| LOUGHBOROUGH UNIVERSITY
LU 3: REDUCING WEIGHT: CARDBOARD STRUCTURES
Reducing weight: cardboard structures
A good example of the structural use of cardboard is the cardboard
school in Suffolk, designed by the architect, Shigeru Ban. In
considering the possibility of using cardboard as a material
for your project you might like to investigate this project,
and also some of the websites indicated in the table below.
|We think of cardboard as a packaging material, but how
else can we use cardboard?
Commercial suppliers of cardboard products
Click on products for range of items and costs
Swedish company specialising in toys and furniture made of cardboard
|How has cardboard been used in the construction of buildings?
Information about the Essex school made from cardboard
See www.cardboardschool.co.uk/content/index3.htm and then download the pdf entitled Design Guide (715 kb)
For information about the engineers see www.burohapppold.com/
For information about the Japanese architect enter Shigeru Ban into a search
engine for an array of articles / summaries about his work
Read about Buckminster Fuller’s geodesic cardboard dome (NB scroll down
page for details of the Milan Triennale exhibition)
|Who might benefit from cardboard structures?
Consider the plight of refugees needing quickly constructed,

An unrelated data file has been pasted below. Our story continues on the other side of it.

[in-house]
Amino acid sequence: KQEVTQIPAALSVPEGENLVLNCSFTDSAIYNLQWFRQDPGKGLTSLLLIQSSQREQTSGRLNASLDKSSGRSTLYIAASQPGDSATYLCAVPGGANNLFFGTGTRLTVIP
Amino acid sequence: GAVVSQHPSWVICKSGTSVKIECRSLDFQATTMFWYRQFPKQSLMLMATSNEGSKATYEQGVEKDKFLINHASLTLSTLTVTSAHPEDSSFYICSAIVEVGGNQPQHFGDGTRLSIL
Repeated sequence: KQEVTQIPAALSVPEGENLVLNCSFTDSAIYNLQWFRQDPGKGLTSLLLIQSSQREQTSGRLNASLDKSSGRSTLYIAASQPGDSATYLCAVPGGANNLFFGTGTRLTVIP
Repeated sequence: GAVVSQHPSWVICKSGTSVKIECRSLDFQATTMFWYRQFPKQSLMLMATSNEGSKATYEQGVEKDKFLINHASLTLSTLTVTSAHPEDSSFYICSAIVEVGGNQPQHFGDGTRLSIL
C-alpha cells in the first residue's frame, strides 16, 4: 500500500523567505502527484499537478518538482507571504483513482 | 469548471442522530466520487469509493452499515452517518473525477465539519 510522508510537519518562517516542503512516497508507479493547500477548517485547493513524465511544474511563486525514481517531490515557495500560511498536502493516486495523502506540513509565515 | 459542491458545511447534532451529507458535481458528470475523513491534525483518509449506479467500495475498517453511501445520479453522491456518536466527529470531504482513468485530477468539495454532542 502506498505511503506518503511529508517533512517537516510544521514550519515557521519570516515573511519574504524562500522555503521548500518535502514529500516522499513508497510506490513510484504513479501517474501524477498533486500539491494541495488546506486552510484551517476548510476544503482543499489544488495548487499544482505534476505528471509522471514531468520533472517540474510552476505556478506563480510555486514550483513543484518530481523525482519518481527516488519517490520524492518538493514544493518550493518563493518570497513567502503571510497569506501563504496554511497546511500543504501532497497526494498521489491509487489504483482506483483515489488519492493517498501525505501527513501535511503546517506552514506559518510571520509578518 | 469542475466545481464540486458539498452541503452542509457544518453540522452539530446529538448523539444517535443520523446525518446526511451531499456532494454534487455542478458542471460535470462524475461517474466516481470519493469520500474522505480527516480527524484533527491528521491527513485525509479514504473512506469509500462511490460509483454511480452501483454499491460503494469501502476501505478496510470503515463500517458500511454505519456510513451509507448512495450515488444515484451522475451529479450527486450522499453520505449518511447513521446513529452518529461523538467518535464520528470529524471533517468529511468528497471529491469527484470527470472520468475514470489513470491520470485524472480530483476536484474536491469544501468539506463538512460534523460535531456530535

www.unhcr.org The site on the United Nations High Commission
Think about those who already use cardboard as a makeshift
www.shelter.org.uk The website of the charity for homeless people
|Are there any other possible uses for cardboard?
Read about the Great Cardboard Boat Race and
see www.gcbr.com/tips.html for advice on building water-proof
Some of the design issues that the design must address
There are numerous structures around every home and office
that carry significant loads. However if we consider a chair
as an example:
• the way the weight of the body is supported by the chair
as a structure.would need to be understood.
cardboard sections capable of carrying the appropriate ‘body’ loads
would need to be developed and tested
appropriate finishing methods would need to be found
methods of assembly which minimise the introduction of
new materials and components, and avoid adhesives where possible,
would need to be investigated
visual issues associated with the use of cardboard would
need to be carefully explored
the design must be suitable for manufacture in the UK
the styling must be appropriate for the selected UK market
the cost must be appropriate for the selected UK market
the product packaging must be minimised and, perhaps, eliminated
SUPPORT INFORMATION FOR TEACHERS
The following photographs illustrate the design problem. They
show typical flat-packed furniture and its associated packaging,
often cardboard and a cardboard wine carrier. The use of significant
quantities of materials and the associated weight is evident
from the first photograph. The wine carrier indicates the kind
of loads that cardboard can carry. “Is all that weight
necessary?” is the starting point for students.
In the 1930s R Buckminster Fuller - an early environmental
campaigner - used the phrase “Doing more with less” to
make the point, and this idea lies at the heart of this project.
They can be used as an introduction to the open-ended brief “Reduce,
Reuse, Recycle”. or the specific recycling design context
on ” Reducing weight: cardboard structures”
Flat-packed furniture and its associated packaging
carriers … to bring home glasses and wine